Höegh Autoliners Denies Lawsuit Plans against Kenya

Norwegian ship owner and operator Höegh Autoliners has denied rumors on potential lawsuit against Kenya for damages and detention of its car carrier Höegh Transporter on September 17th.

Namely, local media in Kenya reported that the shipowner intends to sue the state and that the Hoegh family had already contacted criminal lawyer Cliff Ombeta to start the proceedings.

“Höegh has no intention to sue the Kenyan authorities,” the company’s spokesperson told World Maritime News.

As disclosed by Höegh’s spokesperson, “Cliff Ombeta does not work for Höegh Autoliners and he has no right to speak on our behalf.”

Commenting on the cooperation with the Kenyan authorities, the company said that the “cooperation with the local authorities has been good, and their reaction understandable given the seriousness of the issue.”

Höegh Transporter was released from detention in the Port of Mombasa on Saturday, September 26, after being held there since September 17 under suspicion of carrying consignments of drugs and illegal weapons.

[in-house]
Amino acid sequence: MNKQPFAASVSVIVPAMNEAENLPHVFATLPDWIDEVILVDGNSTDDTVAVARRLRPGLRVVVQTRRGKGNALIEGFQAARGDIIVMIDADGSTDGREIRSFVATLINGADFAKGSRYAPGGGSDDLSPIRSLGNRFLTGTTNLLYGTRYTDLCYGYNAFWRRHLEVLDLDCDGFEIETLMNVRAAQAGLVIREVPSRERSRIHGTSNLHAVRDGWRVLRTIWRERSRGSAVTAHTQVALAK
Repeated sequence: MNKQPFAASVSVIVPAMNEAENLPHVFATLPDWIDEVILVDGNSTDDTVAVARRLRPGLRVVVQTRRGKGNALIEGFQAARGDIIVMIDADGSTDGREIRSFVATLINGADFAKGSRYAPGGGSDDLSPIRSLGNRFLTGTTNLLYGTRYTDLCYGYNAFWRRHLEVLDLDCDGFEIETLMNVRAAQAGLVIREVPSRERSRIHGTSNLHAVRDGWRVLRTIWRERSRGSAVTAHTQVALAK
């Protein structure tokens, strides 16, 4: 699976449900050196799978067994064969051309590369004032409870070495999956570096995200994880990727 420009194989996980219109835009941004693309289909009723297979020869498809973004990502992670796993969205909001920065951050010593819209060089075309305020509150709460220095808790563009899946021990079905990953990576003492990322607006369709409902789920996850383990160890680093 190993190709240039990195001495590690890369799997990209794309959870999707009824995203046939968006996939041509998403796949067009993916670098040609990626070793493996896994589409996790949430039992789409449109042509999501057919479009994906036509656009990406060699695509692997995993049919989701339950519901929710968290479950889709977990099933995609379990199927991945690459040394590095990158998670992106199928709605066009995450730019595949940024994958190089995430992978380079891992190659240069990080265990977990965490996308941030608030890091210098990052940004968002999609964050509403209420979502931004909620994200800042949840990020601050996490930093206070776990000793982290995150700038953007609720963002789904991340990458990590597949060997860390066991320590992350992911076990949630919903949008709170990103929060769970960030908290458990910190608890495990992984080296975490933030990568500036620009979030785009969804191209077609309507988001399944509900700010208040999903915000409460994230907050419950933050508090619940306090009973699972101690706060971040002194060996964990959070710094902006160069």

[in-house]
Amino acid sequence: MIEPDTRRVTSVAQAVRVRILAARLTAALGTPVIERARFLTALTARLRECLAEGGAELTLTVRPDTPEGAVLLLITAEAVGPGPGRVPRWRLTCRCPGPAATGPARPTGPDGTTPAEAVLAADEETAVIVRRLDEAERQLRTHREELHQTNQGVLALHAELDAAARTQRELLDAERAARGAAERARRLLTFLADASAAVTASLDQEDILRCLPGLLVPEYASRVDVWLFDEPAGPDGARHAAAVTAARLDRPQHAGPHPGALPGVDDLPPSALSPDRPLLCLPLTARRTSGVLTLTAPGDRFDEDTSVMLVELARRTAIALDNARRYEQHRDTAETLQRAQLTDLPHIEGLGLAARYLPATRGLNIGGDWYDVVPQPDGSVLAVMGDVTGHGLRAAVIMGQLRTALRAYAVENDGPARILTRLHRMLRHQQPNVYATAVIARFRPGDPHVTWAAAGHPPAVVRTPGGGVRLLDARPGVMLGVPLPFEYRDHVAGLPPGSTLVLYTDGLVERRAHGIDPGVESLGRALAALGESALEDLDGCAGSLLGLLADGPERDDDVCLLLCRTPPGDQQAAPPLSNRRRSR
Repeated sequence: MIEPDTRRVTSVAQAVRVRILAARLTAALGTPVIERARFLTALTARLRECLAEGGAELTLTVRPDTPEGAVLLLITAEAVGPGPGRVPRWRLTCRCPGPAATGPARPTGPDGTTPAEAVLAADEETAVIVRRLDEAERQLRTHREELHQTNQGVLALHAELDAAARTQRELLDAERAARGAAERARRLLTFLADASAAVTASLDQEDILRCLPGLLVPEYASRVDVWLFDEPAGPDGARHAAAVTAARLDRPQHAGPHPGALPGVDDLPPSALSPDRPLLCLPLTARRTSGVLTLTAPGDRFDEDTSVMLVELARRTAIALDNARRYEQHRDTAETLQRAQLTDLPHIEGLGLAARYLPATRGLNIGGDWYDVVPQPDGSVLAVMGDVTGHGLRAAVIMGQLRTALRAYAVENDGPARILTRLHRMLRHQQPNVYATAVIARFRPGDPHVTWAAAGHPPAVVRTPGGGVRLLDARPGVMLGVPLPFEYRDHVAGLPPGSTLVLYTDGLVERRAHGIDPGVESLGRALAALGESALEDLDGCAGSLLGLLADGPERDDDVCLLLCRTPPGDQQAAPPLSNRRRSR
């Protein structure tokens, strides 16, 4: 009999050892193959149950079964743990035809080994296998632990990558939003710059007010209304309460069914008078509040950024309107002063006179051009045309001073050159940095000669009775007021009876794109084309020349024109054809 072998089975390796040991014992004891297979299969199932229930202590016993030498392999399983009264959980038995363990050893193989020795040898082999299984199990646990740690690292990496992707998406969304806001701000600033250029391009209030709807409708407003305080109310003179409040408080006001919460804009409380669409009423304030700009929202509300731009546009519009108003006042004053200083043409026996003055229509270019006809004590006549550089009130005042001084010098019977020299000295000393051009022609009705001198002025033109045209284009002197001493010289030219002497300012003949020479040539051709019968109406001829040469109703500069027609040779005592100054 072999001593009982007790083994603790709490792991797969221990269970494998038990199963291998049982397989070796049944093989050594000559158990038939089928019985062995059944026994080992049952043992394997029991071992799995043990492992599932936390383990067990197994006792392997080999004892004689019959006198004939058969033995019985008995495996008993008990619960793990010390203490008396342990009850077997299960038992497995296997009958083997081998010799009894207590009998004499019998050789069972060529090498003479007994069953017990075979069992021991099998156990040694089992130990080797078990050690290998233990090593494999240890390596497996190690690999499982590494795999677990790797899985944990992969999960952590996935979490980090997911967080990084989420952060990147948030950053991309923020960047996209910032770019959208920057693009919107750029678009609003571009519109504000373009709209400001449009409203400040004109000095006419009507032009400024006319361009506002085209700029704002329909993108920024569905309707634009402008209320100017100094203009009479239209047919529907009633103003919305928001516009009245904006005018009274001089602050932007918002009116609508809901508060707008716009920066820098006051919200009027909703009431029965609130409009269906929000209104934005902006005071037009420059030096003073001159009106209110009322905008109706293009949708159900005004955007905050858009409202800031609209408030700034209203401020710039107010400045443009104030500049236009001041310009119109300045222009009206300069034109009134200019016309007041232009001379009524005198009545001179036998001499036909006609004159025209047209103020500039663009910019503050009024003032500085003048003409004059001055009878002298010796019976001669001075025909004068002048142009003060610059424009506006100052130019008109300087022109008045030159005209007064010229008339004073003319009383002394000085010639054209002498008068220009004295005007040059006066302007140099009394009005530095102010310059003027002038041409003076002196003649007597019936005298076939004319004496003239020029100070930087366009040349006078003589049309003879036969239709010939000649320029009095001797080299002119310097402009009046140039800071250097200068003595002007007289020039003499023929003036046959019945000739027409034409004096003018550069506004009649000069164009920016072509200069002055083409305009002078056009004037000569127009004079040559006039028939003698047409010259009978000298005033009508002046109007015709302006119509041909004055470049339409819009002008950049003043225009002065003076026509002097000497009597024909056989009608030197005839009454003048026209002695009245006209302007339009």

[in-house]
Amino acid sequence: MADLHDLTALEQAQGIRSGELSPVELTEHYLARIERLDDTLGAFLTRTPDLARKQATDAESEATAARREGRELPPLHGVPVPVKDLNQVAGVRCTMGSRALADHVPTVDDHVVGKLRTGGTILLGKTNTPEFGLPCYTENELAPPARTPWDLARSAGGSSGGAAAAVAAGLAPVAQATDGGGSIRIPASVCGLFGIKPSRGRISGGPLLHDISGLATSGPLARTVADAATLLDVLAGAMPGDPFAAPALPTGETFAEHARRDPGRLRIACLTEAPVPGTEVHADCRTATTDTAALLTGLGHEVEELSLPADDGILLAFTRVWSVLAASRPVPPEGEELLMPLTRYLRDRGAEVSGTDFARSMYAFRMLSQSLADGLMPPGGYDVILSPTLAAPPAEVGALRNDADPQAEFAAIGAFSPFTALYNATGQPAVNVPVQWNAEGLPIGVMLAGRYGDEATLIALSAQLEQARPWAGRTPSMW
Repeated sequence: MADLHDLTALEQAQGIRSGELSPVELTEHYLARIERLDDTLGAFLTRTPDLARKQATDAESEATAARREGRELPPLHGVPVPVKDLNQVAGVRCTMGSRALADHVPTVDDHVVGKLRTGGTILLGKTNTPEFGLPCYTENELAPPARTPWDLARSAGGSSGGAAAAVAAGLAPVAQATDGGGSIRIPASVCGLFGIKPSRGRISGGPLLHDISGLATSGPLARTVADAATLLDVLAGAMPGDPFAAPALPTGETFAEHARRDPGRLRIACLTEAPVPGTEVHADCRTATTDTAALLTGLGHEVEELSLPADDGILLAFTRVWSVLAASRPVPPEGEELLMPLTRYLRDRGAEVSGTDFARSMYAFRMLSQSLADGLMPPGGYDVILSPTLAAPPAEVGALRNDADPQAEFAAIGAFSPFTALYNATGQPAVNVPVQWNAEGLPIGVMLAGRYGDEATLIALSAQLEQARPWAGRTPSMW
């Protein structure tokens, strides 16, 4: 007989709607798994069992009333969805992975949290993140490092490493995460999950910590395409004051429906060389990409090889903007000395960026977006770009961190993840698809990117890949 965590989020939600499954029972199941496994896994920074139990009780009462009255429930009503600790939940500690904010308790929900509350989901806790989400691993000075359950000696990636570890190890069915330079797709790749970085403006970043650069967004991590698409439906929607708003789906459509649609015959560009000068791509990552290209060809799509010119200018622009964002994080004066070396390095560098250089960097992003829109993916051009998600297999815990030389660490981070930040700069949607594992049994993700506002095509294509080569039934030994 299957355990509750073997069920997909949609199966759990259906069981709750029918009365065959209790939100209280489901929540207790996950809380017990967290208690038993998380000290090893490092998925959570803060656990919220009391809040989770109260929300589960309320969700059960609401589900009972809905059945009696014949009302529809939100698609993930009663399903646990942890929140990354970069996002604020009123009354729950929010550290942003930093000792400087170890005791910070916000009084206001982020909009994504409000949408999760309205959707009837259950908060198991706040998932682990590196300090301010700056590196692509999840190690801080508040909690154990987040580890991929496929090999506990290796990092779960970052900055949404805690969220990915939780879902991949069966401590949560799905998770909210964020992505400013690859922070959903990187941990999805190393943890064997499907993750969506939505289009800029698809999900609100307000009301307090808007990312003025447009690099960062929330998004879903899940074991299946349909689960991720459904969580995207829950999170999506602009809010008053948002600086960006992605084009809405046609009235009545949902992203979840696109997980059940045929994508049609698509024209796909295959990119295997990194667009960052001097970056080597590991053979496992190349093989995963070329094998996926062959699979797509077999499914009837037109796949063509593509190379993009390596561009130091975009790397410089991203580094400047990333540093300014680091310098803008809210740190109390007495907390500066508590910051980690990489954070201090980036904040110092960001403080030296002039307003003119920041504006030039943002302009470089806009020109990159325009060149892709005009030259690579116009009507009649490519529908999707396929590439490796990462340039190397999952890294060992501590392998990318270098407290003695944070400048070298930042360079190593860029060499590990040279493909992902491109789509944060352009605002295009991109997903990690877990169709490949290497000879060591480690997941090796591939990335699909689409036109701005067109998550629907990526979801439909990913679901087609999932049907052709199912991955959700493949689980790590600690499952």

No crew have been arrested, and no drugs have been found on board, according to Höegh Autoliners.

Last week, local media quoted one of the investigators as saying that they had found what ”appeared to be cocaine in crystal form” on board the 6,500 ceu car carrier. However, subsequent tests showed that the substance was in fact an anti-humidity powder dispersed around tires during long voyages, according to the local police.

Investigators did find a consignment of undeclared handguns shipped by the United Nations from Mumbai, India, to Mombasa, inside UN vehicles in transit for the UN peacekeeping mission in the Democratic Republic of Congo. The undeclared weapons were reportedly confiscated by the police.

”It is Höegh Autoliners policy not to load weapons on vessels engaged in civilian traffic. Had we been aware of the presence of guns inside this consignment of vehicles shipped by United Nations, the cargo would neither have been booked nor loaded. The fact that the vehicles contained guns which were loaded without our knowledge caused a breach of Kenyan laws and our own strict policies,” the company said in a statement.

World Maritime News Staff

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